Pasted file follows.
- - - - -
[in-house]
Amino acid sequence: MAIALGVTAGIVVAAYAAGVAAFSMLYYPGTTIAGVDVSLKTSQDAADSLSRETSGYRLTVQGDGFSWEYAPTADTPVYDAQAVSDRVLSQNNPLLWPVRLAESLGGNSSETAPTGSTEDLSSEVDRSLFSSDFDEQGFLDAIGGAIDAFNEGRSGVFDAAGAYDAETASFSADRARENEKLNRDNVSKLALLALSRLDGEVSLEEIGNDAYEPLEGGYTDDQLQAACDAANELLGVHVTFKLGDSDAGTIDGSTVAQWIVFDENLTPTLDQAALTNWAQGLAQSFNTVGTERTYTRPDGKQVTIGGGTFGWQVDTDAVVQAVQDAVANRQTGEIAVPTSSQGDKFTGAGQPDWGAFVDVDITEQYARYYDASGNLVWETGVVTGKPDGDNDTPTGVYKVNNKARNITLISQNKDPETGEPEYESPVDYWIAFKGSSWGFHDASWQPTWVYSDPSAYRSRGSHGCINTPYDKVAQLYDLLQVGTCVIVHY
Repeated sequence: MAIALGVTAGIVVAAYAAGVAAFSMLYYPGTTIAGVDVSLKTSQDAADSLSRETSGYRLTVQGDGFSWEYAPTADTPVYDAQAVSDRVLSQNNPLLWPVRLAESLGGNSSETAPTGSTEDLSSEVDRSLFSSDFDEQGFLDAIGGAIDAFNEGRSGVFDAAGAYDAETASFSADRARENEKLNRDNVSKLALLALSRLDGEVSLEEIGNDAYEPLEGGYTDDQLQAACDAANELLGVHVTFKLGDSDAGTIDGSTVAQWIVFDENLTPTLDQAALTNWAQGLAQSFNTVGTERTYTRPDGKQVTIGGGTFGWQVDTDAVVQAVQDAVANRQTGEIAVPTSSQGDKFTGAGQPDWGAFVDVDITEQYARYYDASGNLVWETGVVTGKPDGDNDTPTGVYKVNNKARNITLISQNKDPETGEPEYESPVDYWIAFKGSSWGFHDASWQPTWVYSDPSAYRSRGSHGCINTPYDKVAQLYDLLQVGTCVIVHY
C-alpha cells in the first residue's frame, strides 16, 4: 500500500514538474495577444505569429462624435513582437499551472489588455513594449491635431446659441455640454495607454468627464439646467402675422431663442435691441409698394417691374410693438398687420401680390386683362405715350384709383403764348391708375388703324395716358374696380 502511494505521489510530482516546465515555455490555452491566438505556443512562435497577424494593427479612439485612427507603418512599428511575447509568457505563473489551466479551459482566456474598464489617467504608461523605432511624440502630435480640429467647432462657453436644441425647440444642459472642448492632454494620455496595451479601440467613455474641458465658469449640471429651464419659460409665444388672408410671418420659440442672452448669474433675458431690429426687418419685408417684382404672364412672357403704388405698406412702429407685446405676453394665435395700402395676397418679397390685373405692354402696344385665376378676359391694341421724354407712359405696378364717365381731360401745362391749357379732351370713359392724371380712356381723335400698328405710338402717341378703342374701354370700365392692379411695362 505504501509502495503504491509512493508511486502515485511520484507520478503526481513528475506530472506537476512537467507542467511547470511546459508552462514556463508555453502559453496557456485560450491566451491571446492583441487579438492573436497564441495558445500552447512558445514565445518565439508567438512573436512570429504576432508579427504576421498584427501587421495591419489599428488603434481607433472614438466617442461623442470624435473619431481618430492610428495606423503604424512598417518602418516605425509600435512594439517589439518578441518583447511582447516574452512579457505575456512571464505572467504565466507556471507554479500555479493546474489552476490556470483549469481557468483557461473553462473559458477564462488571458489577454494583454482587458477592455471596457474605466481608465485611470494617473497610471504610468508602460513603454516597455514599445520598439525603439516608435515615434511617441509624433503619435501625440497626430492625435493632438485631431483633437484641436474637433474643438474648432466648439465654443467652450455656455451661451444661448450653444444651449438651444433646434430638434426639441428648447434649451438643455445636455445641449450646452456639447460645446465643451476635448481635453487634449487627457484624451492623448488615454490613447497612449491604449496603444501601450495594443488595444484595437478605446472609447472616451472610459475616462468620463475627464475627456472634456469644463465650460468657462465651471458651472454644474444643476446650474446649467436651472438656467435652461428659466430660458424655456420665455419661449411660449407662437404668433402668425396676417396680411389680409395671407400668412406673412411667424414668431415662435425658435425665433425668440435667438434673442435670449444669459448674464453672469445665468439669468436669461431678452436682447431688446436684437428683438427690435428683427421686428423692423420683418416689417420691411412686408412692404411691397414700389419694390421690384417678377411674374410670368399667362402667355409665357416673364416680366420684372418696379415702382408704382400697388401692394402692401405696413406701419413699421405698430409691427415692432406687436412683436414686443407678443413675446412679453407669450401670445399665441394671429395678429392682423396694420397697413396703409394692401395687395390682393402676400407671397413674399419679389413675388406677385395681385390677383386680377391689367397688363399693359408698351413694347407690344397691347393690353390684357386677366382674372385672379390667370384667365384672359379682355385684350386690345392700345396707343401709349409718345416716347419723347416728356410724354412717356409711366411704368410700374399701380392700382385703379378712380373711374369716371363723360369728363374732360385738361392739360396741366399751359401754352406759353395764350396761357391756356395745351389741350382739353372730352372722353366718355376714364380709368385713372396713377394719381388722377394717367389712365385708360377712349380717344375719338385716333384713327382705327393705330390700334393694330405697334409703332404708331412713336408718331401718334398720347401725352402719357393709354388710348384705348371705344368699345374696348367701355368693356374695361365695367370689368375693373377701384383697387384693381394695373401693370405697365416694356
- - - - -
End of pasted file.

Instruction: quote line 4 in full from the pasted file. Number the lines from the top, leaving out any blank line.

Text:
C-alpha cells in the first residue's frame, strides 16, 4: 500500500514538474495577444505569429462624435513582437499551472489588455513594449491635431446659441455640454495607454468627464439646467402675422431663442435691441409698394417691374410693438398687420401680390386683362405715350384709383403764348391708375388703324395716358374696380 502511494505521489510530482516546465515555455490555452491566438505556443512562435497577424494593427479612439485612427507603418512599428511575447509568457505563473489551466479551459482566456474598464489617467504608461523605432511624440502630435480640429467647432462657453436644441425647440444642459472642448492632454494620455496595451479601440467613455474641458465658469449640471429651464419659460409665444388672408410671418420659440442672452448669474433675458431690429426687418419685408417684382404672364412672357403704388405698406412702429407685446405676453394665435395700402395676397418679397390685373405692354402696344385665376378676359391694341421724354407712359405696378364717365381731360401745362391749357379732351370713359392724371380712356381723335400698328405710338402717341378703342374701354370700365392692379411695362 505504501509502495503504491509512493508511486502515485511520484507520478503526481513528475506530472506537476512537467507542467511547470511546459508552462514556463508555453502559453496557456485560450491566451491571446492583441487579438492573436497564441495558445500552447512558445514565445518565439508567438512573436512570429504576432508579427504576421498584427501587421495591419489599428488603434481607433472614438466617442461623442470624435473619431481618430492610428495606423503604424512598417518602418516605425509600435512594439517589439518578441518583447511582447516574452512579457505575456512571464505572467504565466507556471507554479500555479493546474489552476490556470483549469481557468483557461473553462473559458477564462488571458489577454494583454482587458477592455471596457474605466481608465485611470494617473497610471504610468508602460513603454516597455514599445520598439525603439516608435515615434511617441509624433503619435501625440497626430492625435493632438485631431483633437484641436474637433474643438474648432466648439465654443467652450455656455451661451444661448450653444444651449438651444433646434430638434426639441428648447434649451438643455445636455445641449450646452456639447460645446465643451476635448481635453487634449487627457484624451492623448488615454490613447497612449491604449496603444501601450495594443488595444484595437478605446472609447472616451472610459475616462468620463475627464475627456472634456469644463465650460468657462465651471458651472454644474444643476446650474446649467436651472438656467435652461428659466430660458424655456420665455419661449411660449407662437404668433402668425396676417396680411389680409395671407400668412406673412411667424414668431415662435425658435425665433425668440435667438434673442435670449444669459448674464453672469445665468439669468436669461431678452436682447431688446436684437428683438427690435428683427421686428423692423420683418416689417420691411412686408412692404411691397414700389419694390421690384417678377411674374410670368399667362402667355409665357416673364416680366420684372418696379415702382408704382400697388401692394402692401405696413406701419413699421405698430409691427415692432406687436412683436414686443407678443413675446412679453407669450401670445399665441394671429395678429392682423396694420397697413396703409394692401395687395390682393402676400407671397413674399419679389413675388406677385395681385390677383386680377391689367397688363399693359408698351413694347407690344397691347393690353390684357386677366382674372385672379390667370384667365384672359379682355385684350386690345392700345396707343401709349409718345416716347419723347416728356410724354412717356409711366411704368410700374399701380392700382385703379378712380373711374369716371363723360369728363374732360385738361392739360396741366399751359401754352406759353395764350396761357391756356395745351389741350382739353372730352372722353366718355376714364380709368385713372396713377394719381388722377394717367389712365385708360377712349380717344375719338385716333384713327382705327393705330390700334393694330405697334409703332404708331412713336408718331401718334398720347401725352402719357393709354388710348384705348371705344368699345374696348367701355368693356374695361365695367370689368375693373377701384383697387384693381394695373401693370405697365416694356